Tuesday, October 15, 2013

Pretty Heirloom Squash + A Story

My dear mother-in-law is in town for about a week, which gives us the opportunity to catch up, cuddle with Evelyn, get stuff done around the house, and give me some baby-free exercise time. I went for a run yesterday, and it took a little while to get used to not pushing a stroller. Where do I put my hands? I wondered. It was like riding a bike without a helmet, or driving without a seat belt. The weather was perfect. Crisp air, warm sun, good pace. I was reminded of a little story I wrote a few years back when I first moved to Baltimore. This was written in 2007.

Last weekend I went running in the rain. Running in the rain, you say? Believe it or not, it can be the best time to run. The temperature was low 60's, a nice steady drizzle. Of course, initially I just wanted to get into my jim-jams and curl up with a good book, but once I got out there, it was amazing. The air in my lungs was humidified, my legs felt strong, and I easily fell into a good steady rhythm. The best part was that other hardcore runners passed by and gave me a nod of approval. A look of solidarity. As if to say, "We are the real runners. We don't just come out on the crisp fall days, but the rainy days, the snowy days, the freezing days." The passersby in their raincoats and umbrellas looked at us as if we were crazy, but that's alright. At the end of my run, I really felt like I accomplished something. I did it.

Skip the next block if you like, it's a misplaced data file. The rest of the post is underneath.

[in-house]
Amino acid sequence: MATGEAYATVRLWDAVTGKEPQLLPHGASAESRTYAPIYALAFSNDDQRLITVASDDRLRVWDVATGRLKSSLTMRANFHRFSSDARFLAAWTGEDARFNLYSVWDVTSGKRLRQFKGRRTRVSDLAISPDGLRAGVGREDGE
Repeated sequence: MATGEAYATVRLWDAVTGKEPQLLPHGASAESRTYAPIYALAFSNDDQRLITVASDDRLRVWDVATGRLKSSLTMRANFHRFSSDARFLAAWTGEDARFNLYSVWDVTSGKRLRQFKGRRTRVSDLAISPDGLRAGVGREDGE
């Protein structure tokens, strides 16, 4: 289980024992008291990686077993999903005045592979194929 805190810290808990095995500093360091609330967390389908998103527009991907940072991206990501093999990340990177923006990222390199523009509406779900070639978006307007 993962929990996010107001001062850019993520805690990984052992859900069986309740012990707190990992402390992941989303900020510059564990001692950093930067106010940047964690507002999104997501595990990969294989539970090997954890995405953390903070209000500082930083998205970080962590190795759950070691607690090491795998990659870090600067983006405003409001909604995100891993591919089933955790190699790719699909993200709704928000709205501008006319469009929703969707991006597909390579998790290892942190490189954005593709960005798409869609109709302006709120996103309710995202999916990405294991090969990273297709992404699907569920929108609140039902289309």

Even though my run was not rainy, I had a similar sense of peacefulness about me. I am glad the air has finally turned cooler in Baltimore. I've been able to run without breaking into a dripping sweat. And I do love to wear cardigans and boots.

What has been cooking in your kitchen lately? Here is what I've been enjoying, plus a recipe for squash at the end.

PBJ French Toast

Surprisingly good BBQ tempeh

Using the last of summer's basil

Pork chops. The best fall way.

Simplicity at its healthiest

The best chocolate chippers


Pretty Heirloom Squash with Sea Salt and Local Honey


Recipe from Food and Wine's Best of the Best Cookbook Recipes
Serves 6-8

4-5 pounds hard winter squash in at least two varieties (such as butternut, kabocha, acorn, delicata)
2 tablespoons local honey
1/4 cup extra virgin olive oil
Sea salt and freshly ground pepper
2-3 tablespoons chopped fresh herbs (such as sage, rosemary, thyme, oregano)

- Preheat the oven to 375 degrees.

- Cut squash in half, dig out the seeds, and slice into 1-inch wedges (do not peel).

- Drizzle squash with honey and oil in large bowl, rubbing it into the squash to evenly coat the pieces. Sprinkle with sea salt and pepper. Spread evenly on a lightly oiled baking sheet.

- Bake squash between 35-45 minutes, turning the pieces once or twice during cooking, or until the squash is fork tender.

-
Sprinkle with fresh herbs, a little more honey, and a little sea salt.

Hope you enjoy this as much as I do. Have a great week, everyone!




1 comment:

Minda Thorward said...

I had an acorn squash that really needs to be used (but not much else in the house at the moment) and I've been wracking my brain as to what to do with it, and what to make for dinner. Then I remembered this recipe, and voila! I just pulled the squash out of the oven and it smells delicious! Thanks for posting this recipe.